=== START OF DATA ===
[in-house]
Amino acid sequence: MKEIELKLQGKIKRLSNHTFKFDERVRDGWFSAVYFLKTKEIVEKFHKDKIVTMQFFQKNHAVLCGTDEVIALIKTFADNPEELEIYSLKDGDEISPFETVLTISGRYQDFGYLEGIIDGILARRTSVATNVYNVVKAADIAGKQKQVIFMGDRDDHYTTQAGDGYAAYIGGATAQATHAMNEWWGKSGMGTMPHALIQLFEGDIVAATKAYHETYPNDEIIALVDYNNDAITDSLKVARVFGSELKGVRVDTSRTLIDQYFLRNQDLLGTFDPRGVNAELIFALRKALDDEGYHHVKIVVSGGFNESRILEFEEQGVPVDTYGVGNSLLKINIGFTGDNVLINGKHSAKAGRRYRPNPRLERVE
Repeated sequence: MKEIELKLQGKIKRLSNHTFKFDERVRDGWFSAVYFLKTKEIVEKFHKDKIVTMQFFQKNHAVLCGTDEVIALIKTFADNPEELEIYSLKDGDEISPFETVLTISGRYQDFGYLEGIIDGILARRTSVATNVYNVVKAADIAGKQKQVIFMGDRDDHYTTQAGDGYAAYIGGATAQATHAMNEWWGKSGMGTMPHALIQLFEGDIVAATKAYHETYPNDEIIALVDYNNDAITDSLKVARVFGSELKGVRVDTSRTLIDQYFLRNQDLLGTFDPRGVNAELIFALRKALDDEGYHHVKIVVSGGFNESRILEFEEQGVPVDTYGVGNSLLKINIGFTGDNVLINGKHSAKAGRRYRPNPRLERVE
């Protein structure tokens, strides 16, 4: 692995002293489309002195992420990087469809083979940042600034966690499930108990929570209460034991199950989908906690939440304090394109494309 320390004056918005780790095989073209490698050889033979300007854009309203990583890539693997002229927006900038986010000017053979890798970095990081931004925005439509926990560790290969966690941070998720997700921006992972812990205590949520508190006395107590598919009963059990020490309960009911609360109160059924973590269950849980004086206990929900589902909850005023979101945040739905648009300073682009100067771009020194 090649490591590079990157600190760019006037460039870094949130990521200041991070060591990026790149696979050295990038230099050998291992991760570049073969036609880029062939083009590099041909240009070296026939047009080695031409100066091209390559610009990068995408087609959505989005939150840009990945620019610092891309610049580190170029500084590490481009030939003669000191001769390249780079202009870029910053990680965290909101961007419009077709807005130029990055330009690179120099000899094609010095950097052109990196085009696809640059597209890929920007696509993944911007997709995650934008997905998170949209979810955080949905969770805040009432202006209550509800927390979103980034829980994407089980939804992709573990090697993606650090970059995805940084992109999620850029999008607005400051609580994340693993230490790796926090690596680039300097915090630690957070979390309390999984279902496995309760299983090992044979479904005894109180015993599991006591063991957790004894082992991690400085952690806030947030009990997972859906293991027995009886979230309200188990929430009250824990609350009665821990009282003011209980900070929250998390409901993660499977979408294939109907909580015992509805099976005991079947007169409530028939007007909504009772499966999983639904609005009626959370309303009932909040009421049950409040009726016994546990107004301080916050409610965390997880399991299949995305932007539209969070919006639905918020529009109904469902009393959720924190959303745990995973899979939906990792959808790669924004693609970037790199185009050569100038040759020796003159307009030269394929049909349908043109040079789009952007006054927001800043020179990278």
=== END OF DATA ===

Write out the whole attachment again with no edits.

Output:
[in-house]
Amino acid sequence: MKEIELKLQGKIKRLSNHTFKFDERVRDGWFSAVYFLKTKEIVEKFHKDKIVTMQFFQKNHAVLCGTDEVIALIKTFADNPEELEIYSLKDGDEISPFETVLTISGRYQDFGYLEGIIDGILARRTSVATNVYNVVKAADIAGKQKQVIFMGDRDDHYTTQAGDGYAAYIGGATAQATHAMNEWWGKSGMGTMPHALIQLFEGDIVAATKAYHETYPNDEIIALVDYNNDAITDSLKVARVFGSELKGVRVDTSRTLIDQYFLRNQDLLGTFDPRGVNAELIFALRKALDDEGYHHVKIVVSGGFNESRILEFEEQGVPVDTYGVGNSLLKINIGFTGDNVLINGKHSAKAGRRYRPNPRLERVE
Repeated sequence: MKEIELKLQGKIKRLSNHTFKFDERVRDGWFSAVYFLKTKEIVEKFHKDKIVTMQFFQKNHAVLCGTDEVIALIKTFADNPEELEIYSLKDGDEISPFETVLTISGRYQDFGYLEGIIDGILARRTSVATNVYNVVKAADIAGKQKQVIFMGDRDDHYTTQAGDGYAAYIGGATAQATHAMNEWWGKSGMGTMPHALIQLFEGDIVAATKAYHETYPNDEIIALVDYNNDAITDSLKVARVFGSELKGVRVDTSRTLIDQYFLRNQDLLGTFDPRGVNAELIFALRKALDDEGYHHVKIVVSGGFNESRILEFEEQGVPVDTYGVGNSLLKINIGFTGDNVLINGKHSAKAGRRYRPNPRLERVE
């Protein structure tokens, strides 16, 4: 692995002293489309002195992420990087469809083979940042600034966690499930108990929570209460034991199950989908906690939440304090394109494309 320390004056918005780790095989073209490698050889033979300007854009309203990583890539693997002229927006900038986010000017053979890798970095990081931004925005439509926990560790290969966690941070998720997700921006992972812990205590949520508190006395107590598919009963059990020490309960009911609360109160059924973590269950849980004086206990929900589902909850005023979101945040739905648009300073682009100067771009020194 090649490591590079990157600190760019006037460039870094949130990521200041991070060591990026790149696979050295990038230099050998291992991760570049073969036609880029062939083009590099041909240009070296026939047009080695031409100066091209390559610009990068995408087609959505989005939150840009990945620019610092891309610049580190170029500084590490481009030939003669000191001769390249780079202009870029910053990680965290909101961007419009077709807005130029990055330009690179120099000899094609010095950097052109990196085009696809640059597209890929920007696509993944911007997709995650934008997905998170949209979810955080949905969770805040009432202006209550509800927390979103980034829980994407089980939804992709573990090697993606650090970059995805940084992109999620850029999008607005400051609580994340693993230490790796926090690596680039300097915090630690957070979390309390999984279902496995309760299983090992044979479904005894109180015993599991006591063991957790004894082992991690400085952690806030947030009990997972859906293991027995009886979230309200188990929430009250824990609350009665821990009282003011209980900070929250998390409901993660499977979408294939109907909580015992509805099976005991079947007169409530028939007007909504009772499966999983639904609005009626959370309303009932909040009421049950409040009726016994546990107004301080916050409610965390997880399991299949995305932007539209969070919006639905918020529009109904469902009393959720924190959303745990995973899979939906990792959808790669924004693609970037790199185009050569100038040759020796003159307009030269394929049909349908043109040079789009952007006054927001800043020179990278």